The current crisis is an opportunity in disguise. If the European leaders seize the chance, they can improve competitiveness and thereby living standards in the south and east, while increasing the legitimacy of the EU at the same time.
From Prime Minister Mariano Rajoy to the king's son-in-law, Spain faces of a crisis of leadership, consumed by economic corruption and scandals born of greed.
This week a group of government officials, meeting in a Moscow hotel, could set in train advice for their G20 leaders that creates jobs and restores balance to a global economy wrecked by inequality.
Challenging but accessible, The Leaderless Economy: Why The World Economic System Fell Apart And How To Fix Itprovides a clear and compelling analysis of the roots of our global financial crisis and the lessons we can learn from it.
If you want to know why relying on information supplied on the internet by anonymous strangers is a bad idea, look no further than Wikipedia's articles on finance.
Little has been done to correct the fundamental flaws that spawned Europe's ill-fated common currency, the Euro. Premature optimism relieves Europe's ever cautious policy makers from taking the bold steps needed to truly stem the crisis.
Davos provides the perfect opportunity to learn about what has worked between 2008 and now, and what hasn't worked. Europe must re-price itself back into global markets while holding onto the gains it already has in social cohesion and environmental sustainability.
Japan was like a rich man with a lot of savings, but it has spent too much over the last 20 years. The United States is still a reserve currency country, but its deficits pose a threat as the national debt becomes a serious issue for its economy.
If the global economy was about to make a significant move to the upside, why haven't industrial commodities and equity markets begun to price in that improvement -- especially in consideration of the massive amount of liquidity that has been added by central banks?
While the world is still adjusting to and trying to recover from the worst global economic crisis to occur since the Great Depression, I am focused on what comes next.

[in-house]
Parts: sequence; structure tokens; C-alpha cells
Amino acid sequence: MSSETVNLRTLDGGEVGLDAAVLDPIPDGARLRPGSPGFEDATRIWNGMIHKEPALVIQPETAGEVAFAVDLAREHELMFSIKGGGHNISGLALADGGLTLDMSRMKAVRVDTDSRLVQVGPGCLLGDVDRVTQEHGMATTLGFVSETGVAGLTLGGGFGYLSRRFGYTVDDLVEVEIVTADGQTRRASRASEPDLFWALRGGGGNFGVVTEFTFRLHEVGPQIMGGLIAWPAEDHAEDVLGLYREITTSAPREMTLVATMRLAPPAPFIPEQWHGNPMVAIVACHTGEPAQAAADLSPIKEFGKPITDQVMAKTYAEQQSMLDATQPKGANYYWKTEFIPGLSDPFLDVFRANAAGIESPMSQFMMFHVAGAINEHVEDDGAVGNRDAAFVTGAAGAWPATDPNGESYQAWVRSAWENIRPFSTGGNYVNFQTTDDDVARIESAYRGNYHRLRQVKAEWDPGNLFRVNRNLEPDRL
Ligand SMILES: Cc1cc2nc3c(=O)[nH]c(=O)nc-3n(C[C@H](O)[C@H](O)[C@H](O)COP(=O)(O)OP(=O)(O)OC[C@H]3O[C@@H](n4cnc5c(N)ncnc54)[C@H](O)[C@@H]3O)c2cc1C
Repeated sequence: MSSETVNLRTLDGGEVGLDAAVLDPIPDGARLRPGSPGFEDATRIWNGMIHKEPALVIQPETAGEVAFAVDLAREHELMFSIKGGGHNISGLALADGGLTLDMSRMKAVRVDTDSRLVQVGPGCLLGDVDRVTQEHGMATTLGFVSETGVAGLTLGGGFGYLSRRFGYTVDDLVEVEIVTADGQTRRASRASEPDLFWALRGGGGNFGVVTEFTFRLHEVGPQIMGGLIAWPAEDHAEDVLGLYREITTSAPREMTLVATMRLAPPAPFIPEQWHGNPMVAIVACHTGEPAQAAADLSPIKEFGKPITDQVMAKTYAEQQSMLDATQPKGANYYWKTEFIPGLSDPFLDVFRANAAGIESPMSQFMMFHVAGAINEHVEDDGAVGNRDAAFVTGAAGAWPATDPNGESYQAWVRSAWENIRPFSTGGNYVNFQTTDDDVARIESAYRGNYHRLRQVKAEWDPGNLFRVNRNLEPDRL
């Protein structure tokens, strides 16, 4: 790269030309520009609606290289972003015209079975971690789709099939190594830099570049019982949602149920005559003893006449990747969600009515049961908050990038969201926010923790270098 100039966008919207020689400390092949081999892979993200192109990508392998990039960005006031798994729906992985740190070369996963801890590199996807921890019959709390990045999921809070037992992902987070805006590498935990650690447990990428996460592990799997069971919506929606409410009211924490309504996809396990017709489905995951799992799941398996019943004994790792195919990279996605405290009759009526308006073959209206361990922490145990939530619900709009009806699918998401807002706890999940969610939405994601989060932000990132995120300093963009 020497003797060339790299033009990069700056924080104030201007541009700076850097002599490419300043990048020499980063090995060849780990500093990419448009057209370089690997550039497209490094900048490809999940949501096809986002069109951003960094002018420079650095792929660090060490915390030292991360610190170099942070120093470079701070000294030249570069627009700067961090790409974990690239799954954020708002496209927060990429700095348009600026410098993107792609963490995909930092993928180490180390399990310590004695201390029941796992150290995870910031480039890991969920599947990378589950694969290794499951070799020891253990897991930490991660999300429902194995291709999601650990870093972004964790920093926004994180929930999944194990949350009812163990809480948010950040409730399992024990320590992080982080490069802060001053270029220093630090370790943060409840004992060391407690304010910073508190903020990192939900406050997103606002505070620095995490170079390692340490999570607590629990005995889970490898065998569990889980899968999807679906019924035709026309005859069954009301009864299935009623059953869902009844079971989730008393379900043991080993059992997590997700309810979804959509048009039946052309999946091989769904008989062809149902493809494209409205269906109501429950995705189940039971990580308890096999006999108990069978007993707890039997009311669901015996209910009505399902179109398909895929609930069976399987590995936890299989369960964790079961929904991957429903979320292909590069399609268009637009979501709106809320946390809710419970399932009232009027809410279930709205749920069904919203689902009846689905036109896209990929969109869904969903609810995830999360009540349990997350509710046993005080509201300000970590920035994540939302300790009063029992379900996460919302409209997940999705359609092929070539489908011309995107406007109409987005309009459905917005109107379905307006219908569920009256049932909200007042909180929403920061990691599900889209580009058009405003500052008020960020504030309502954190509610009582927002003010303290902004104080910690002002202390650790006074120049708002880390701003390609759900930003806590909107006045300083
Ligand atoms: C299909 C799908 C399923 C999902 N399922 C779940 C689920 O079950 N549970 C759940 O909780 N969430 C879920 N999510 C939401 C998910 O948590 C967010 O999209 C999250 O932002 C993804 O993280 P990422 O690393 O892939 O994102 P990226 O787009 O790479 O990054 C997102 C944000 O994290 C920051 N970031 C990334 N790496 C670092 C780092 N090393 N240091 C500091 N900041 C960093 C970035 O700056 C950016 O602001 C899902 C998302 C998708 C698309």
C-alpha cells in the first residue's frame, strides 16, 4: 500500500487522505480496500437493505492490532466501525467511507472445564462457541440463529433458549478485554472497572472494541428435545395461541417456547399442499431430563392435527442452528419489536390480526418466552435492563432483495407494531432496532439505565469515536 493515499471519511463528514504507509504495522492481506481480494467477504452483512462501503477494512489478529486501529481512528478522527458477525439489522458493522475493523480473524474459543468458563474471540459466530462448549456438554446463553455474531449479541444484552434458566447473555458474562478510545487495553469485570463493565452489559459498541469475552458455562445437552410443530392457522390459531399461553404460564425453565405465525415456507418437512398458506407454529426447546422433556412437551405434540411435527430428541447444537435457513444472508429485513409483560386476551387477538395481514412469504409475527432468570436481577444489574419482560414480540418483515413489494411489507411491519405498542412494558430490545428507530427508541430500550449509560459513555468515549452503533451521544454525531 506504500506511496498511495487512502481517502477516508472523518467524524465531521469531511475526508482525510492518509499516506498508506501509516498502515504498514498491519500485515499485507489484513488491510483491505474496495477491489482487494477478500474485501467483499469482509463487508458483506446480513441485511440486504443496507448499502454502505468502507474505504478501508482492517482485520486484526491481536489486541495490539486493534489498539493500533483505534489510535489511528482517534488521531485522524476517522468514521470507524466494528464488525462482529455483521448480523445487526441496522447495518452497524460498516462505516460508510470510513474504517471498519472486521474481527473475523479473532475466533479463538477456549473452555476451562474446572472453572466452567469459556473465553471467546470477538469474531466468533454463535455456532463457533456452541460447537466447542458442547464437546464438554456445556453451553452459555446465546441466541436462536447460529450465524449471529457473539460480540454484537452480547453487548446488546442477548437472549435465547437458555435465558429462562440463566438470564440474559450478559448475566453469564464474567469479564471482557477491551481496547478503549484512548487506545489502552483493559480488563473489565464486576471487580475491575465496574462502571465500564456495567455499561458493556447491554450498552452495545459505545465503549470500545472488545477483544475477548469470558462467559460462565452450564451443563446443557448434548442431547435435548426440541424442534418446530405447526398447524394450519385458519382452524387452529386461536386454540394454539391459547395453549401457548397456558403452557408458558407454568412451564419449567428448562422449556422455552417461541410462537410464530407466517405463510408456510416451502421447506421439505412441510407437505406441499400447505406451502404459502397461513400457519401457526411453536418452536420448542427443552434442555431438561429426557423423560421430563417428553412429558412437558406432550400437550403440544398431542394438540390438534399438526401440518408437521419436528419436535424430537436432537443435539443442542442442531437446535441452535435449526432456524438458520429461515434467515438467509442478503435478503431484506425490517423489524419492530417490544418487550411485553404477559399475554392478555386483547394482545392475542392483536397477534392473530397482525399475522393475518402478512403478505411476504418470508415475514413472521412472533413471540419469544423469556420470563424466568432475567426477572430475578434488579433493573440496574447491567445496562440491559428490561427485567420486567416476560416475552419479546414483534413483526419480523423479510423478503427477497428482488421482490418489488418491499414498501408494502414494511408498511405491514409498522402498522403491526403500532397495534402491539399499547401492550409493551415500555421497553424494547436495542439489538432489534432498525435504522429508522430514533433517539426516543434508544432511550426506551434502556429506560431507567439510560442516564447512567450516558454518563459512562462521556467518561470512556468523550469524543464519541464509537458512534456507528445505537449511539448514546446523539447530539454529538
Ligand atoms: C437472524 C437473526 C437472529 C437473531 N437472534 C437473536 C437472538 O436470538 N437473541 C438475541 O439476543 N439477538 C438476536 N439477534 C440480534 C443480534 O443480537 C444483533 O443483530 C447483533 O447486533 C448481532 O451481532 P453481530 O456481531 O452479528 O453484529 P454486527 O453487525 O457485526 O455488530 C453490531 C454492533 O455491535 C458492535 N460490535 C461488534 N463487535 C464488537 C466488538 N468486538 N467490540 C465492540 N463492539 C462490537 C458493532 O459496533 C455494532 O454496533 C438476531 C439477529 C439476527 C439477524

The frustration of those of us arguing for pragmatic reforms and unbiased research should be evident. I am thankful that here in the United States, the SEC has at least begun to realize the need for more independence in its research and panels, and I hope that trend continues.
On both the financial catastrophe and the storm, Governor Romney got it completely wrong. Now, in the wake of Hurricane Sandy, Romney looks all wet.
The global financial crisis has reversed an expansionary trend of international activities by banks from advanced countries that had been at play for decades.
Europe's politicians have lost sight of the real problem -- the structural problems stemming from high administrative burdens and the unpredictability of tax systems that ultimately result in too-high production costs, which in turn stifle creation and restrain innovation.
The global economic crisis has given back to fiscal policy its high profile as an instrument of macroeconomic stabilization. A revived interest in the potential of fiscal policy to boost shared prosperity has followed. Instead of denying it, we should work on those conditions necessary for it to succeed.
If the G20 nations not only spoke with one voice on financial reform but also acted as one then we wouldn't have to listen to the threat of banks moving any more.